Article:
In terms of publishing, how did you navigate the process of finding an agent and, with his or her representation, connecting your manuscript to a publisher? 

I joined SCBWI! I went to two winter and two summer conferences and participated in the Round Tables where I received feedback on first pages. I did manuscript and query critiques.

And finally, when I felt I had a fully revised, finished manuscript, I participated in the amazing Rutgers University Council on Children’s Literature (“RUCCL”) One-on-One Conference which pairs you with an agent, editor, or author for feedback on first pages, synopsis, and query letter.

Unlike SCBWI conferences, the sole purpose of the RUCCL conference is to help aspiring authors get published.

As a result, the application is fairly extensive (cover letter, excerpt, synopsis), and only ninety applicants are selected.

I was fortunate enough to be accepted on my first try and was paired with a junior agent from New Leaf Literary. The conference does not guarantee that your mentor will be looking for the kind of project you’ve submitted, and in my case, my mentor did not represent middle grade.

However, she did pass my query along to another agent at New Leaf who did, and she requested a full manuscript.
In November of 2015, after incorporating the feedback from the RUCCL conference, I began querying in earnest.

I’d send out five queries at a time and kept a spreadsheet cataloguing when the email was sent, the specific agent’s response policy, and the response I received. After receiving similar feedback from multiple agents, I revised both the manuscript and my query letter.

Two valuable tools in my search for an agent were Publishers Marketplace (“PM”) and the #MSWishlist.

#MSWishlist allowed me to identify agents who were looking for the kind of story I was writing. Ultimately, the agent who offered me representation was one I identified through PM.

Though you must pay to use PM, I would argue that it’s worth the subscription fee because you can see all the books than an agent has sold, so you really get a sense for the kinds of books and writers that interest him or her. You also have access to data on how actively an agent is selling, for example, how many books he or she has sold in the past twelve months, in what categories and genres, and to which editors.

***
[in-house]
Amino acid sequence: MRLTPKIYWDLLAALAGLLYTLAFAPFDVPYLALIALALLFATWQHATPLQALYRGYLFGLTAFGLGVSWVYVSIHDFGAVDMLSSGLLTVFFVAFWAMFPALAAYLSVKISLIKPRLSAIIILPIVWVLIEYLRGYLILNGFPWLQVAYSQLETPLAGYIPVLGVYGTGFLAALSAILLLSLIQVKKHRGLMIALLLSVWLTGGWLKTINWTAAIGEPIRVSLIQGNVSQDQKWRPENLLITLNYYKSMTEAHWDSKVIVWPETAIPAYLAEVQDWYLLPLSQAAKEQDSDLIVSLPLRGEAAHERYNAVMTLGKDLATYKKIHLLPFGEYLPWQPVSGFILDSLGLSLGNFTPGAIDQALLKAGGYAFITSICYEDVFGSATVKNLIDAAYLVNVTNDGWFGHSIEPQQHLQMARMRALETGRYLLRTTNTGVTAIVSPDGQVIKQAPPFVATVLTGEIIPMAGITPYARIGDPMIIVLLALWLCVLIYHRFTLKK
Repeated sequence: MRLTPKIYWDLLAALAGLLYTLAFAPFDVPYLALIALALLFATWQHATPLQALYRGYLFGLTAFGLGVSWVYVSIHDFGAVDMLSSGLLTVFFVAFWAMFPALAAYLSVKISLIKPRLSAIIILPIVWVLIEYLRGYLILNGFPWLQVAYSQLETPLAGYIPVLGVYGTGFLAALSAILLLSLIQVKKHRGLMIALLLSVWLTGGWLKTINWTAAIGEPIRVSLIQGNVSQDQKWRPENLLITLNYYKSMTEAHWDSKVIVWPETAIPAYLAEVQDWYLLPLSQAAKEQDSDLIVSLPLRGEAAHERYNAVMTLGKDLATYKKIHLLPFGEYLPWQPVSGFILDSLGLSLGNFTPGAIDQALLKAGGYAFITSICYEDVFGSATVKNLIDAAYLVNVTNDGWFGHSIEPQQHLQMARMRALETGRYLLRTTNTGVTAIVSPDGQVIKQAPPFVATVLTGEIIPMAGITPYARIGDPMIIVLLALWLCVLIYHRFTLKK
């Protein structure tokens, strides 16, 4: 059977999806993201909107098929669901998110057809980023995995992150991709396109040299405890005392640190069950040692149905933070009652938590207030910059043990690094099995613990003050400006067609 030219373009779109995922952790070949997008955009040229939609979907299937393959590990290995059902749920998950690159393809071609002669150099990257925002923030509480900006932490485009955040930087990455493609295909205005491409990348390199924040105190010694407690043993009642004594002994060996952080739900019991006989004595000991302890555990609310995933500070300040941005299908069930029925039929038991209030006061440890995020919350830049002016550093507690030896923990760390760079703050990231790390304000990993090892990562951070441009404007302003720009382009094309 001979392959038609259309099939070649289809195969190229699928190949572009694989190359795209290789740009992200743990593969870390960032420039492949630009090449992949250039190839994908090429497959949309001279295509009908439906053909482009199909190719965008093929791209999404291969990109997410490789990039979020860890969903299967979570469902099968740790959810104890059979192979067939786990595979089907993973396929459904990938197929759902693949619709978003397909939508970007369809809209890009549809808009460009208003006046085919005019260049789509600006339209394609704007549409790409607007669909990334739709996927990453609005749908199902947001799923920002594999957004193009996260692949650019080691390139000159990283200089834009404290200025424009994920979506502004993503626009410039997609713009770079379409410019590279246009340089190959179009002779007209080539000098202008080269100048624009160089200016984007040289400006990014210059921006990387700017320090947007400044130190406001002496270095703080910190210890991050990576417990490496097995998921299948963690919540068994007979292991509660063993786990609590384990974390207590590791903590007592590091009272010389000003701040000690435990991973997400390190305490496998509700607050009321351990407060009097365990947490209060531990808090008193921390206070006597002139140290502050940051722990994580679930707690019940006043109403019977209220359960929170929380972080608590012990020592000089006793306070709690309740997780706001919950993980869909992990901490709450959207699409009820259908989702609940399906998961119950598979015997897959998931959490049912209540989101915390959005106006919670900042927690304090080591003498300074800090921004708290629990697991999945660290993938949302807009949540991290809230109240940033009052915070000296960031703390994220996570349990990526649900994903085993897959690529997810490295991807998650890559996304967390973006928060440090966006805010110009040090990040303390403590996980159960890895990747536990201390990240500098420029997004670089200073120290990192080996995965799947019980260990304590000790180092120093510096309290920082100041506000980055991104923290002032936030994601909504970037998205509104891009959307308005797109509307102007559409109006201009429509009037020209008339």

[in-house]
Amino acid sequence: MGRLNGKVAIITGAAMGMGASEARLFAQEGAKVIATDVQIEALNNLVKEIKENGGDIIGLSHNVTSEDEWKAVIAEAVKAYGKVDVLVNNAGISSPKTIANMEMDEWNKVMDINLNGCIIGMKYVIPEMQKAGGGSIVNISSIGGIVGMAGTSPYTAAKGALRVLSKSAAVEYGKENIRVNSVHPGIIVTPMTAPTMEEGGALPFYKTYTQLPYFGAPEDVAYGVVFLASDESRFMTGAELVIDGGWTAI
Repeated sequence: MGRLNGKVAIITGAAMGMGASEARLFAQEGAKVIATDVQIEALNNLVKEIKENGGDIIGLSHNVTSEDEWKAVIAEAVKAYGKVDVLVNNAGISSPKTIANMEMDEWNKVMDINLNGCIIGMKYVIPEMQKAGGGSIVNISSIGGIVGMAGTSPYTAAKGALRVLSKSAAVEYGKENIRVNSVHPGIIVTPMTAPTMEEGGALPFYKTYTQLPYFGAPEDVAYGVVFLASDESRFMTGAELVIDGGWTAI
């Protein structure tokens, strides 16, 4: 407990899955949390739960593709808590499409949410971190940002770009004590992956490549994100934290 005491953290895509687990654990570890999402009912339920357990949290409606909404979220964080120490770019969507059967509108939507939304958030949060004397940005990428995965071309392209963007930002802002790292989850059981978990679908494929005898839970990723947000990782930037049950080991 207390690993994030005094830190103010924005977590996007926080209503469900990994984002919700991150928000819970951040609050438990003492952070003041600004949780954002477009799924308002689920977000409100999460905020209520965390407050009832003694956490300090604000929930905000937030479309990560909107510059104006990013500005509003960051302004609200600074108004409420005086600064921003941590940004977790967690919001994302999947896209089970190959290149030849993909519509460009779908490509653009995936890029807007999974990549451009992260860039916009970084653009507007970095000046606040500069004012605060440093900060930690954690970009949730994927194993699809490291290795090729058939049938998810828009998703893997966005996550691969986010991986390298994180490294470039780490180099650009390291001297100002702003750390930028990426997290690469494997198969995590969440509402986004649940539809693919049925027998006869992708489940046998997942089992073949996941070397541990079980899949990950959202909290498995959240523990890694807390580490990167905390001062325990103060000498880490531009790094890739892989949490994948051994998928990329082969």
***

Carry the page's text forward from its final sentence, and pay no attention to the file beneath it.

In total, I sent queries to thirteen agents. I sent my initial query to my agent, Carrie Hannigan at Hannigan Salky Getzler Agency, in December of 2015 and received a reply with a request for a full manuscript on April 29, 2016!

I am not, by nature, a patient person. Querying taught me patience. Carrie offered me representation a week after I sent her the manuscript. We submitted it to editors in June and had an offer for The Doughnut Fix and a sequel in October.

What model books were most useful to you and how?

As a parent and aspiring middle grade writer, I was blown away by the timeless appeal of Judy Blume’s Tales of a Fourth Grade Nothing (Dutton, 1972). I observed my kids and others read this book again and again, more than any other with the exception of Harry Potter. What is it about Tales of a Fourth Grade Nothing?

To answer that, I read the book myself and listened to the audiobook along with my kids more times than I can count. There are so many marvelous things about the book, but for me, the element that really draws kids in is the voice.

The narrator Peter has a great sense of humor, but it’s not just that, it’s his humor combined with something else, something unexpected: vulnerability.

In only the second paragraph, Peter admits to the reader that he “felt bad” that he didn’t get a goldfish like the other kids at the party. It is this honest, confessional quality that makes kids feel like a friend is telling them deep, dark secrets. It’s the combination of humor and vulnerability that is the voice’s secret sauce.

In experimenting with humorous voices, I had learned that they can sometimes veer into sarcasm or snark, thereby alienating readers, but what I learned from Tales of a Fourth Grade Nothing was that endowing a humorous voice with vulnerability allows the character to be more relatable.

I realized that if you could get that balance just right, the middle grade reader would follow your narrator anywhere.

Please describe your pre-publication craft apprenticeship. How did you take your writing from a beginner level to publishable?

I wrote an “apprentice novel.” It is very long and deeply flawed. It isn’t sure what genre it is, and not in an intentional how-cool-is-that, genre-bending way. It is simply confused, because I was.

There is magic in the story, but the rules of that magic are unclear. My characters are in their heads too much. The plot is predictable. The personal stakes feel manufactured.

One might argue that this project was an expensive “mistake,” writing multiple drafts of a three-hundred-page novel that simply sits on my hard drive. Couldn’t I have just read a craft book? Couldn’t I have taken classes and solicited feedback?

I did, and I do, but I could have read every craft book there is and had Pulitzer Prize-winning mentors, I was never going to learn to write a novel without just doing it. I cherish that unpublished book and all the mistakes in it for all they taught me.

What would you have done differently?

I think I could have improved (and could continue to improve!) my writing faster by doing less wordsmithing and more writing. Polishing is what I do when I’m chickening out on the hard stuff.


As an MFA in Writing student, how did that experience impact your literary journey? 

As a current MFA student in the Writing for Children and Young Adults program at Vermont College of Fine Arts, I am grateful for a space that encourages me to take risks and try new things. I have found incredible mentors and peers who have pushed my writing to the next level and have offered invaluable guidance on both craft and career.